You are here



October 2016

Meleagris gallopavo silvestris

April 2016

From the early 1900s through the 1960s, the Pawleys Island Pavilion was the place to be for summertime fun

February 2015

Contest finalist hopes to revitalize the Carver Street  landmark

February 2016

Prior to Hurricane Hazel’s devastation in 1954, this 28-acre stretch of land near Pawleys Island was a vacation retreat for African-Americans


April 2015
In 1964, 46-year-old Katherine “Cappy” Fitzgerald overcame improbable odds and caught the first blue marlin off the state of South Carolina. This was the beginning of a billion-dollar industry for the Lowcountry.
October 2014
February 2014

Annual Plantation Tours set for March

December 2013

If you’re lucky to live by the beach, you’re lucky enough

December 2013

A look at the Grand Strand’s founding families who put down their stakes on this soon-to-be bustling thoroughfare from Boston to Charleston

October 2013

A look at four prominent locations that were gone before their times

August 2013

Before there was Myrtle Beach, there was North Island

August 2013

Keyhole Urchin (Mellita quinquiesperforata)

The keyhole urchin sand dollar gets its name from a keyhole-shaped perforation toward the rear of the endoskeleton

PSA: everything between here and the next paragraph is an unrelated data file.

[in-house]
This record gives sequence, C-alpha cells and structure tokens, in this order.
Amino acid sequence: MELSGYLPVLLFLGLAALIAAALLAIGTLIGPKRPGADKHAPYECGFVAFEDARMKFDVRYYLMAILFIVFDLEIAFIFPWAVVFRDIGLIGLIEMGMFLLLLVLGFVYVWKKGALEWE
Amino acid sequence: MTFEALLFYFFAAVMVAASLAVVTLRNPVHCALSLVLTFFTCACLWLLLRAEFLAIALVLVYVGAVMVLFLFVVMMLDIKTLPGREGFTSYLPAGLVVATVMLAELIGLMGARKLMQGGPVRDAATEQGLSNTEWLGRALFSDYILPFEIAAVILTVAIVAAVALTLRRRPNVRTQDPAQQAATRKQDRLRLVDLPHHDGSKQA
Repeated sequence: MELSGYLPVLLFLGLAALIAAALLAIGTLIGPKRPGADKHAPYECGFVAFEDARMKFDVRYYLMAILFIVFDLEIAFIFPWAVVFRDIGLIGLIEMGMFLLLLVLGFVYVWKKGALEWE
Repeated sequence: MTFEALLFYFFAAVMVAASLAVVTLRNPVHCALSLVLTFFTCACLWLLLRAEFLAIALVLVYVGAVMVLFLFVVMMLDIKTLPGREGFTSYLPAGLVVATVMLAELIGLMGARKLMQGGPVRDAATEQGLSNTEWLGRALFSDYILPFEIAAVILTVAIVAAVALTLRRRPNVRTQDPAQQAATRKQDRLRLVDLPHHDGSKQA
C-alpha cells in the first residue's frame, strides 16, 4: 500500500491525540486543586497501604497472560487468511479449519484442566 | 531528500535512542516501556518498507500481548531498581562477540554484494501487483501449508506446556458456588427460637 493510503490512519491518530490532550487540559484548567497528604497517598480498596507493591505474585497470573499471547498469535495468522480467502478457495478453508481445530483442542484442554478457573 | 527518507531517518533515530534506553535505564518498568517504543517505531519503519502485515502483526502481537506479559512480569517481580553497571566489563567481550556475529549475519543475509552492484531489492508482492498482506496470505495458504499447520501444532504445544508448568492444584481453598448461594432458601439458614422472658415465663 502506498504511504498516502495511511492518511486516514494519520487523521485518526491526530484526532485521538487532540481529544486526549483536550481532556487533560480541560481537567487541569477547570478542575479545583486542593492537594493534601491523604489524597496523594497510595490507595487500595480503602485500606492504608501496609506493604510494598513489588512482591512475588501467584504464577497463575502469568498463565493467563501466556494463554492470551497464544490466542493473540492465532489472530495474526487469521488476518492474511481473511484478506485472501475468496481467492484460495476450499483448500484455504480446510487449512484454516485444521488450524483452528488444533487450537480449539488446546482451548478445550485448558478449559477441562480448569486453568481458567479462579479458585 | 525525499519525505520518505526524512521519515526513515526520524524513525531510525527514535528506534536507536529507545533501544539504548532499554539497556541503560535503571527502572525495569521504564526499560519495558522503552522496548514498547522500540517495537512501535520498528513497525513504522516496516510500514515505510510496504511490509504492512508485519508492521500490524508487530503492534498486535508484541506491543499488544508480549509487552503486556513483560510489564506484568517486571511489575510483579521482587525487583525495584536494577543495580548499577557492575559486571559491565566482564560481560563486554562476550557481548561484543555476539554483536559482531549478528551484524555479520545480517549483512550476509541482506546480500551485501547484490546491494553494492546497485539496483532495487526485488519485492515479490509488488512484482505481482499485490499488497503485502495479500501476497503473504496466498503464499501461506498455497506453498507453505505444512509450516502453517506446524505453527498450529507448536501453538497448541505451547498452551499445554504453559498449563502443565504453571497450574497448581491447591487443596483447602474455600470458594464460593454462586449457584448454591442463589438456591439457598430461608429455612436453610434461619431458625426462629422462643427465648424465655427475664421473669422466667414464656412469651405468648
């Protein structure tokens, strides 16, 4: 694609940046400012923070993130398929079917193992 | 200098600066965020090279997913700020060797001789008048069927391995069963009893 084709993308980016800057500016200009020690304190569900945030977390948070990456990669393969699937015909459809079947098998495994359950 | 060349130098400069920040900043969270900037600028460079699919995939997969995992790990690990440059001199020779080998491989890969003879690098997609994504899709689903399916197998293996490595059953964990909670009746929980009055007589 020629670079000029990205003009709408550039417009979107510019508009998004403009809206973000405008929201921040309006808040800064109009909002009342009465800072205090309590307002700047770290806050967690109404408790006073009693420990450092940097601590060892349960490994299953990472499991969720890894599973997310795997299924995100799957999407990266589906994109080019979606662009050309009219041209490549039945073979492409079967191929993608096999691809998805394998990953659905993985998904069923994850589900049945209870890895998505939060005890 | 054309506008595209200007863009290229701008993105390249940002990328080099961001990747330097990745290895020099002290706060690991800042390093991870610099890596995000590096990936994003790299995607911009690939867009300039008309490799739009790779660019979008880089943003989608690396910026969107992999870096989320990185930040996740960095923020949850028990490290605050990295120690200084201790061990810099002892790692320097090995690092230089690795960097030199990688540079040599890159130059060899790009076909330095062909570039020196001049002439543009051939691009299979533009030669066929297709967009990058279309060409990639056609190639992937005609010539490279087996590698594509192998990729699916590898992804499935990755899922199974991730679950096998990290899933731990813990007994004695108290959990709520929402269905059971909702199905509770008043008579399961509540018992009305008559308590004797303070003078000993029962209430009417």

February 2013

Maritime Museum showcases Georgetown in 1905

October 2012

Exploring the lives of those laid to rest in Conway’s Lakeside Cemetery

October 2011

The 93-year-old grandson of one of Myrtle Beach’s founding fathers lives life to its fullest

August 2010

Years before Tupperware parties or potlucks, Murrells Inlet’s male elite shared a common joy—food

June 2010

The Gay Dolphin, downtown Myrtle Beach’s landmark
gift store, remains a beacon for nostalgic beachgoers

April 2010

The Pad, Ocean Drive’s decades-old hangout, was the life of the party

April 2010

The advent of Brookgreen Gardens was not man’s first effort to impose his will on the wild marshes of the Waccamaw neck. Far from it. But how one of the most comprehensive collections of American sculptural art came to be here exists as an enduring tale of Southern aristocracy—one that goes back several centuries and encompasses the travails and triumphs of privileged families who made, lost, and regained their fortunes along these marshy Murrells Inlet banks.

February 2010

Camera in hand, Jack Thompson has immortalized Myrtle Beach in thousands of pictures, one click at a time


Current Issue: August/September 2017